When software contains a bug, the bug may be exploitable by someone (an
attacker) trying to compromise the security of the computer system
running the software. In such a case, the process by which the attacker so
exploits the bug is known as an
When a security analyst discovers a bug with potential bearing on security, notifying the publisher of the software is a natural first step (assuming the security analyst is decent and law-abiding, of course). The publisher of the software should then fix the software and distribute the fix to users; albeit this is not as easy as one might naïvely imagine.
Lamentably, software publishers have a bad habit of doing nothing about
bugs. In the case of a security-relevant bug, they'll claim that the problem is
purely theoretical, so do nothing about it. To persuade them, security analysts
have taken to developing exploits and sending those as part of the bug report -
to show that the problem is real. Even then, some software publishers (most
notably, the big bully everyone's heard of) neglect the problem until an exploit
in the wild - i.e. until their customers have suffered real
harm as a result of it - and then treat the problem as if it shouldn't exist and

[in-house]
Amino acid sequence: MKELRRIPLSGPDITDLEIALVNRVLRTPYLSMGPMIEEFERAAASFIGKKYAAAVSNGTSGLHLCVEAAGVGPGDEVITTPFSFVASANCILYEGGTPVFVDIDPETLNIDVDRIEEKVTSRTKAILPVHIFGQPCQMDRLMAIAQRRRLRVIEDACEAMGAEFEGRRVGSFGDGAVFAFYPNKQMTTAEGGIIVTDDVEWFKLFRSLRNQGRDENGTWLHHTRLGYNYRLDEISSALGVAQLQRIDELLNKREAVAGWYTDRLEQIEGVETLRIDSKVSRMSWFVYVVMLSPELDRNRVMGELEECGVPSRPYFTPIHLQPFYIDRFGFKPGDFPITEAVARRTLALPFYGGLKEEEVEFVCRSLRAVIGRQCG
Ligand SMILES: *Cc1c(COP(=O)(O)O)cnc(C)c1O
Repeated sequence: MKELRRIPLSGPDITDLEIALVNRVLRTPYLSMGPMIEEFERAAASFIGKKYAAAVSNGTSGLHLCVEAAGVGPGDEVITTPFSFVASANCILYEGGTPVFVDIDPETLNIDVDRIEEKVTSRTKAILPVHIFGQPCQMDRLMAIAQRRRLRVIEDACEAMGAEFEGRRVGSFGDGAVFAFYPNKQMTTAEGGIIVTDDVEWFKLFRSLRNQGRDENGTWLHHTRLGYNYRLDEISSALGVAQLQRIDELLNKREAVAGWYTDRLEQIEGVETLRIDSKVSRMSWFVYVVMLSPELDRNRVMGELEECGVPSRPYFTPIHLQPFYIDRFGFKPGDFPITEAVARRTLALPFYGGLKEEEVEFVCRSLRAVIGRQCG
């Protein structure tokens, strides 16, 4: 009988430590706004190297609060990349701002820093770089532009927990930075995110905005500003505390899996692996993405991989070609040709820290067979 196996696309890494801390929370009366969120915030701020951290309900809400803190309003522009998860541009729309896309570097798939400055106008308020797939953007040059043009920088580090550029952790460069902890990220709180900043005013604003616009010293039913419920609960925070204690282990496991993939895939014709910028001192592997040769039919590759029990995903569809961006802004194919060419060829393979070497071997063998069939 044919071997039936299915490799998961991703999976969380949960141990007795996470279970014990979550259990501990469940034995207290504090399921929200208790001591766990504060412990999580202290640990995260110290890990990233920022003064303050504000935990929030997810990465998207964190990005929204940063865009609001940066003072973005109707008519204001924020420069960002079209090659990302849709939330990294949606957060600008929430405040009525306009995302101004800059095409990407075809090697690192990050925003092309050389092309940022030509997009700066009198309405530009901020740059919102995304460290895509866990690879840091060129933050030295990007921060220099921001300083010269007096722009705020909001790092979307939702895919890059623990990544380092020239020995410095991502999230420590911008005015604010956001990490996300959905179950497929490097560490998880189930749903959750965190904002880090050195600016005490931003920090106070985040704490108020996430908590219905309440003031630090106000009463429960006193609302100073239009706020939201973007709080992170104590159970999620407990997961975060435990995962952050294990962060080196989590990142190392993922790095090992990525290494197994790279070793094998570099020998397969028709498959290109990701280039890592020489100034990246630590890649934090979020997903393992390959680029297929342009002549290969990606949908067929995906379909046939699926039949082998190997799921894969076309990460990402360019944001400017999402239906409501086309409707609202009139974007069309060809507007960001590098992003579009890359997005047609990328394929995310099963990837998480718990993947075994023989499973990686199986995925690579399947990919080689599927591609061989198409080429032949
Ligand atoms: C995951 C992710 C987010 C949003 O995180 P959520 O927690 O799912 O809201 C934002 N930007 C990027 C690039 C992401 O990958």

complain about security analysts who've published exploits.
Such complaints are silly. If the software publisher doesn't deal with the problem, its discoverer has a duty, eventually, to warn the public of the danger they're being left in by the publisher's negligence. The software publishers themselves don't treat a security bug report seriously unless it includes a working exploit: how then can they expect the public to be any less skeptical, unless the real and present danger is made explicit by includion, in the bug report, of the exploit ?
Micro$oft have recently (2001/Autumn) had one of its bouts of telling the security community off for releasing security exploits. Micro$oft say that folk shouldn't publish exploits, since they help attackers to develop malicious code. It is time to take Micro$oft to task over this.
First off, of course, the
it helps attackers to develop malicious